125,442        130,158   

Allowance for loan losses

     (2,873     (2,867
  

 

 

   

 

 

 

Net loans

   $ 122,569      $ 127,291   
  

 

 

   

 

 

 

Overdrafts that were reclassified as part of gross loans totaled $13 thousand and $7 thousand at March 31, 2012 and December 31, 2011, respectively.

As a part of the ongoing monitoring of the credit quality of the loan portfolio, management tracks certain credit quality indicators including trends related to (i) the risk grade assigned to commercial and consumer loans, (ii) the level of classified commercial loans, (iii) net charge-offs, (iv) nonperforming loans, and (v) the general economic conditions in the Company’s geographic markets.

The Company categorizes loans receivable into risk categories based on relevant information about the ability of borrowers to service their debt such as: current financial information, historical payment experience, credit documentation, public information, and current economic trends, among other factors. The Company analyzes loans and leases individually by classifying the loans receivable as to credit risk. The Company uses the following definitions for risk ratings:

Pass—Loans in this category are considered to have a low likelihood of loss based on relevant information analyzed about the ability of the borrowers to service their debt and other factors.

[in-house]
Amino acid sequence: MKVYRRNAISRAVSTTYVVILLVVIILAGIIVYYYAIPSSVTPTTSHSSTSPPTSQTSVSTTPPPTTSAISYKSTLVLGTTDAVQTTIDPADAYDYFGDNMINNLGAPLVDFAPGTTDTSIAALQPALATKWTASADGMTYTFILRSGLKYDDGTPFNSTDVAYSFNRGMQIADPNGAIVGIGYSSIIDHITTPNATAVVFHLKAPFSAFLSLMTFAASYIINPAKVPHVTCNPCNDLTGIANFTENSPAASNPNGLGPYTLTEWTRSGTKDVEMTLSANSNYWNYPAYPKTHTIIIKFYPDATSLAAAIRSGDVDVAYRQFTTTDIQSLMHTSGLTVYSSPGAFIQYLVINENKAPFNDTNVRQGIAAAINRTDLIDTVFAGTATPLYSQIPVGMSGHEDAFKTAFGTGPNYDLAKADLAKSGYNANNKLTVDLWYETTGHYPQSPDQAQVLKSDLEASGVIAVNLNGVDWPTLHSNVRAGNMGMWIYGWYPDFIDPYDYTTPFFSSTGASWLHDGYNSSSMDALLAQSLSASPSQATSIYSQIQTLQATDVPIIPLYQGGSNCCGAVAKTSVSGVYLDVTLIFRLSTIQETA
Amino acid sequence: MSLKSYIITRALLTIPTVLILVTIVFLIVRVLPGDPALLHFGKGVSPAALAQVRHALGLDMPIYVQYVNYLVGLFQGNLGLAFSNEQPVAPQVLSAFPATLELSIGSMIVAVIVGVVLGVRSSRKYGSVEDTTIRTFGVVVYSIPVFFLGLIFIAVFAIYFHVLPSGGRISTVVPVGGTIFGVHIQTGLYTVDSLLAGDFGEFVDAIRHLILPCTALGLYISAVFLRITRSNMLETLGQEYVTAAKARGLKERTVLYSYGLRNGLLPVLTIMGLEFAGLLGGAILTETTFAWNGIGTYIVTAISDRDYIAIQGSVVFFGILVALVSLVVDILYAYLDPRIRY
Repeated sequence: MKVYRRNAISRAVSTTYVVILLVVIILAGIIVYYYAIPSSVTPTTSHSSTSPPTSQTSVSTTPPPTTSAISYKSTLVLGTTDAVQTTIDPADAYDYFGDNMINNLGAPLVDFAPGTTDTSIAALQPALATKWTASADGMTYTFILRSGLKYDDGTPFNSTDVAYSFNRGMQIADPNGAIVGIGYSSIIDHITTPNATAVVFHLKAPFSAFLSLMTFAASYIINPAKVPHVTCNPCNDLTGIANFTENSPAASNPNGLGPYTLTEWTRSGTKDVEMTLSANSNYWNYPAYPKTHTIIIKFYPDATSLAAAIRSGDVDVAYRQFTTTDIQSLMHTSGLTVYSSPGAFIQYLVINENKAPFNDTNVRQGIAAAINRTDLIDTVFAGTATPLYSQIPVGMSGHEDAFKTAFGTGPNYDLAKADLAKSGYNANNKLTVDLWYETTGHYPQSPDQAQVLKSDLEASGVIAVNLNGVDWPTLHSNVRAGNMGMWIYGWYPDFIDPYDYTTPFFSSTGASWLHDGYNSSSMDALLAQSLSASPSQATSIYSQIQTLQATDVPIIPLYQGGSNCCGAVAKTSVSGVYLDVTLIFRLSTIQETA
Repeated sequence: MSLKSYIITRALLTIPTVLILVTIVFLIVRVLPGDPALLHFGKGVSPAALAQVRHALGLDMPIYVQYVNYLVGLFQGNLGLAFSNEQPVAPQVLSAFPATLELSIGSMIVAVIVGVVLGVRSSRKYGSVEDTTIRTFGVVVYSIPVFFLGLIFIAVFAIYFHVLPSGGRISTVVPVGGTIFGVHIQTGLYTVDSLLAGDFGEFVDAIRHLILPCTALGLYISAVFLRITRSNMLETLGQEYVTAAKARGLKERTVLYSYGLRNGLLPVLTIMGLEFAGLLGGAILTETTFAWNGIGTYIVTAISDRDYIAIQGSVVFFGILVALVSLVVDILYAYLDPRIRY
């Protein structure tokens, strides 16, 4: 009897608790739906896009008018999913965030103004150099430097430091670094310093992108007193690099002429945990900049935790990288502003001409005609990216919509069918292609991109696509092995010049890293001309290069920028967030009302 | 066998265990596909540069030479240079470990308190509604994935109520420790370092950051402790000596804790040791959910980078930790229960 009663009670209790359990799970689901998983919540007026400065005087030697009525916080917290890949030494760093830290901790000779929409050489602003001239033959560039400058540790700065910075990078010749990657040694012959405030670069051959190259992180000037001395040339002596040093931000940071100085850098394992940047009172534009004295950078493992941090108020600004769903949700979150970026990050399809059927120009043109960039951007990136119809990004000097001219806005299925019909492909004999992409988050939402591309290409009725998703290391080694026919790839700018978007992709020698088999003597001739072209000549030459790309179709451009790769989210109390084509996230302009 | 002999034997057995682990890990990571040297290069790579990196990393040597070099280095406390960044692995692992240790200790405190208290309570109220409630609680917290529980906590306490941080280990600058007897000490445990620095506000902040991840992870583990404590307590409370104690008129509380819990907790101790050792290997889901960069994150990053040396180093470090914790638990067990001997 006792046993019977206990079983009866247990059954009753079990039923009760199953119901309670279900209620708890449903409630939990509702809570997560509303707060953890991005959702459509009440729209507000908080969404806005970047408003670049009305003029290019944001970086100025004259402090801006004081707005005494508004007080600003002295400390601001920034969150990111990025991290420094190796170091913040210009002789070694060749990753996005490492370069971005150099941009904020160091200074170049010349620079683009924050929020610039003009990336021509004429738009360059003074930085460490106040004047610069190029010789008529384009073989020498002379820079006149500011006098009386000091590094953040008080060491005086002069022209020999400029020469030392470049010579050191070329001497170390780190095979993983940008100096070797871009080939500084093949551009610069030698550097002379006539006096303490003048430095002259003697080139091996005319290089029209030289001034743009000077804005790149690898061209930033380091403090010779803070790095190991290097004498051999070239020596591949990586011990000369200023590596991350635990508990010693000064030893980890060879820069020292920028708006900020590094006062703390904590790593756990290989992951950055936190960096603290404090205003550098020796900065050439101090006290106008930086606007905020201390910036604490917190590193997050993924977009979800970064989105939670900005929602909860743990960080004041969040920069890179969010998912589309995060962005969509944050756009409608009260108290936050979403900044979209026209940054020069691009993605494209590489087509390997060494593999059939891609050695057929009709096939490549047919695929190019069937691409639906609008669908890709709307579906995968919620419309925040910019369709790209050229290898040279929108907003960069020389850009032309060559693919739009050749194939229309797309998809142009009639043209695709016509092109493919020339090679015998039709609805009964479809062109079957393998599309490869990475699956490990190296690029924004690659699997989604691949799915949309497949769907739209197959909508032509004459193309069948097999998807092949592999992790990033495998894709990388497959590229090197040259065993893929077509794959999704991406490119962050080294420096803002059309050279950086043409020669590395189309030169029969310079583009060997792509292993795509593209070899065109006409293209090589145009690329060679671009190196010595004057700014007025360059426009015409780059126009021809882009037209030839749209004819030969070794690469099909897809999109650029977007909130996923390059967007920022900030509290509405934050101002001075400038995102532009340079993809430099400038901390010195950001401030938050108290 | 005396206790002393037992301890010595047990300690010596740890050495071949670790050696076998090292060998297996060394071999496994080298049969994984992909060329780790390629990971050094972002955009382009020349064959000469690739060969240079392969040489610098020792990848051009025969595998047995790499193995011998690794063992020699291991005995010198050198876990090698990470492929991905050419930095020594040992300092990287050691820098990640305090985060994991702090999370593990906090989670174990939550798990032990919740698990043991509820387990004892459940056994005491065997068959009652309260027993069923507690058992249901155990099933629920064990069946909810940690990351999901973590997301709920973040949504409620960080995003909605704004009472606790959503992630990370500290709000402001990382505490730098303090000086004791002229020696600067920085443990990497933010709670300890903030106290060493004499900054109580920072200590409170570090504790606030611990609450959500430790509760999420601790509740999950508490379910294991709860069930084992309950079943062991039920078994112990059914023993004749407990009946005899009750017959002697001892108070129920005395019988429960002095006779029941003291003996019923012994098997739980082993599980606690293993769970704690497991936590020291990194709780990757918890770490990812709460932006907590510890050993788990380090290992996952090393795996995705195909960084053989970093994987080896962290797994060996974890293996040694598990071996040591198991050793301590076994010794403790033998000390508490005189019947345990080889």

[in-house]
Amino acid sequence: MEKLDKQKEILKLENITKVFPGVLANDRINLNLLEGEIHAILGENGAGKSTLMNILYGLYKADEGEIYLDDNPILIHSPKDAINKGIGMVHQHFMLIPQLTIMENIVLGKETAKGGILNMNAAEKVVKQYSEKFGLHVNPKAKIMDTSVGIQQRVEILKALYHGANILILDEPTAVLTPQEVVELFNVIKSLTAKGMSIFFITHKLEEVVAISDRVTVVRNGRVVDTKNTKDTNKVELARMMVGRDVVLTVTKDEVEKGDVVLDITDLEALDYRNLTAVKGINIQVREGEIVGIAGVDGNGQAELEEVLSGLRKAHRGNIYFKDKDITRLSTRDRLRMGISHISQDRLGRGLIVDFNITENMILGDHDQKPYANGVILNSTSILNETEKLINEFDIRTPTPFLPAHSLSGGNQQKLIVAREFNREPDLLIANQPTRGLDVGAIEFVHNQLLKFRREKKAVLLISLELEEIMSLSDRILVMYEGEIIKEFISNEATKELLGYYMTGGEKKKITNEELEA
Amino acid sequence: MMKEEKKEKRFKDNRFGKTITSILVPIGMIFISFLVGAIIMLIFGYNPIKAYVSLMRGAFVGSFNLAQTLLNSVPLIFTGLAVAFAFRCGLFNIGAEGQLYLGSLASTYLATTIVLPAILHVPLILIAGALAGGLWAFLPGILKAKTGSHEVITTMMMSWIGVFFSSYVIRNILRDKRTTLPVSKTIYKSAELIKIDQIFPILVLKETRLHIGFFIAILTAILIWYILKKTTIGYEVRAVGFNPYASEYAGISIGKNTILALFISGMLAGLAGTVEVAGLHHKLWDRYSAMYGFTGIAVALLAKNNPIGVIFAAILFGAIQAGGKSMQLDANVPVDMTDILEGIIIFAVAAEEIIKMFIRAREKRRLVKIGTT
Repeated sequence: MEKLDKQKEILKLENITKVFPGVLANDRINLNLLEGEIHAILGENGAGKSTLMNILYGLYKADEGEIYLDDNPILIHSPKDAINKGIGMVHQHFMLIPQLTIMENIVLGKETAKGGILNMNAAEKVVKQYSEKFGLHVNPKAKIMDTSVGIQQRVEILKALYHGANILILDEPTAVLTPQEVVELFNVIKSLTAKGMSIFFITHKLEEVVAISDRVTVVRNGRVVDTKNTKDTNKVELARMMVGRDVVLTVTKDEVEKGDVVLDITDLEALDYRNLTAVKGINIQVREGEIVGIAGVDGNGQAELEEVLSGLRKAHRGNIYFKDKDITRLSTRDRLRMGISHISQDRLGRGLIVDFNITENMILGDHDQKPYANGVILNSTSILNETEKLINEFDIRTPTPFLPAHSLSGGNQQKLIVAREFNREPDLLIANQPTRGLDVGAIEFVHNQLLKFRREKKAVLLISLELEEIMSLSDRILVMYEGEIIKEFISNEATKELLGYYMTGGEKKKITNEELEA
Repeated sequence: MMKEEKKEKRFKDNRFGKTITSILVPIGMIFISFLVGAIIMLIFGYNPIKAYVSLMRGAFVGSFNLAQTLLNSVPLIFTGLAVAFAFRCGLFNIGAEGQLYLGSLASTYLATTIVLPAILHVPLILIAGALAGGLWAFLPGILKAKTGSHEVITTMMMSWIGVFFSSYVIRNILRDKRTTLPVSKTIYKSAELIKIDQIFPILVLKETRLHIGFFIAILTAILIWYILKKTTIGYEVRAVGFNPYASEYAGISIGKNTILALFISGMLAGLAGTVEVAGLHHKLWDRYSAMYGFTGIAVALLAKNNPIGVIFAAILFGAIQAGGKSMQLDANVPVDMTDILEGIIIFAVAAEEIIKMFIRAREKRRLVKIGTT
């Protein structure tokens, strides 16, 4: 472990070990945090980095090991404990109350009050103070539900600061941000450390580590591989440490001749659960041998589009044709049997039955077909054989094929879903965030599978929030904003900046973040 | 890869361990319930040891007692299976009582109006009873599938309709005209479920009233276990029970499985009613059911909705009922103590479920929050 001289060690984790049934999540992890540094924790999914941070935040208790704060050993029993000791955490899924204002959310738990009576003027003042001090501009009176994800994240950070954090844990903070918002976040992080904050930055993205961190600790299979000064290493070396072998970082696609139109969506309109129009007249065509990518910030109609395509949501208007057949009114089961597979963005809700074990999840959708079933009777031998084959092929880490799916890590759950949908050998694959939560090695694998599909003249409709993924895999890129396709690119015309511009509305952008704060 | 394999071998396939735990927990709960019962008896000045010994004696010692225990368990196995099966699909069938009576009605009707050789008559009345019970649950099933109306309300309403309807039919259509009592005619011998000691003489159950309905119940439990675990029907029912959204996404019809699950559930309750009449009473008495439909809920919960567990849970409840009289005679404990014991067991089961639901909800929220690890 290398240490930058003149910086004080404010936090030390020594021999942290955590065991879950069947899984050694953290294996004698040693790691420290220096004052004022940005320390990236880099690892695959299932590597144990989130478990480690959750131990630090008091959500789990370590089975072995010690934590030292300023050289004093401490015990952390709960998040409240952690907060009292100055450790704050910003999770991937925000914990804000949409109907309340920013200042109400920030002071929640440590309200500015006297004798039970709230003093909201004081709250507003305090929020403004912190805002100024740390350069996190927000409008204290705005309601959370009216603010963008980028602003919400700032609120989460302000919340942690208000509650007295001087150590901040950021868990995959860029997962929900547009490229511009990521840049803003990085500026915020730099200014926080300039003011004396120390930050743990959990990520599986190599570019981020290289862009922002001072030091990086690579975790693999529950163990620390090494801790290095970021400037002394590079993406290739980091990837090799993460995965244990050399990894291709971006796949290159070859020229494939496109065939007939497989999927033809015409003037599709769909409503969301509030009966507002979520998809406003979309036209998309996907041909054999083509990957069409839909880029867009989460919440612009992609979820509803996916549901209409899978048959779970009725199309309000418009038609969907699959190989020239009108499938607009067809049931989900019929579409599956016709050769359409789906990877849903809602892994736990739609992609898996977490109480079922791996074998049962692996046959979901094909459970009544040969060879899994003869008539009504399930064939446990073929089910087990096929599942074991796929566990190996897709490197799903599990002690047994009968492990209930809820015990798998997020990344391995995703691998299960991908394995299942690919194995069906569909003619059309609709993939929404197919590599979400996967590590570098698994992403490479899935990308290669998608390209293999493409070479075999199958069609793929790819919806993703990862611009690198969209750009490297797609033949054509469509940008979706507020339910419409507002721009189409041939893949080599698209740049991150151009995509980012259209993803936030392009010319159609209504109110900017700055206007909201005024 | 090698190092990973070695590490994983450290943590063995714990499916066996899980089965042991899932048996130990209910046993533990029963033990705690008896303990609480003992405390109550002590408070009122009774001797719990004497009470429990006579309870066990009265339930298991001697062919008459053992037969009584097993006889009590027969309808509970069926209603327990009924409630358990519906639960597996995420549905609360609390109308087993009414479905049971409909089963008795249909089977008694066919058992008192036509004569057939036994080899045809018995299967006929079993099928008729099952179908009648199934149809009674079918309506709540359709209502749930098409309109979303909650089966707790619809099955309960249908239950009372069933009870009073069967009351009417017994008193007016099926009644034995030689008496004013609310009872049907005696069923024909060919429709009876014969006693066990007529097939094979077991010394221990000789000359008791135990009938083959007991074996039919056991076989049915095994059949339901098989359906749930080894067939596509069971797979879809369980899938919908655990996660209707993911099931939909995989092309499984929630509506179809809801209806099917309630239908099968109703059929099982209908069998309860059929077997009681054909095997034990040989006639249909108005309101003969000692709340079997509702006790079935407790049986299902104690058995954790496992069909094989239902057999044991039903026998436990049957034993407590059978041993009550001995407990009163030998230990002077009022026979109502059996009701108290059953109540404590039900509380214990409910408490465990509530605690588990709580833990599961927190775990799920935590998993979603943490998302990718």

Special Mention—Loans in this category are currently protected but are potentially weak, including adverse trends in borrower’s operations, credit quality or financial strength. Those loans constitute an undue and unwarranted credit risk but not to the point of justifying a substandard classification. The credit risk may be relatively minor yet constitute an unwarranted risk in light of the circumstances. Special mention loans have potential weaknesses which may, if not checked or corrected, weaken the loan or inadequately protect the Company’s credit position at some future date.

Substandard—A substandard loan is inadequately protected by the current sound net worth and paying capacity of the obligor or of the collateral pledged, if any. Loans classified as substandard must have a well-defined weakness or weaknesses that jeopardize the liquidation of the debt; they are characterized by the distinct possibility that the institution will sustain some loss if the deficiencies are not corrected.

Doubtful—Loans classified Doubtful have all the weaknesses inherent in loans classified Substandard, plus the added characteristic that the weaknesses make collection or liquidation in full on the basis of currently existing facts, conditions, and values highly questionable and improbable.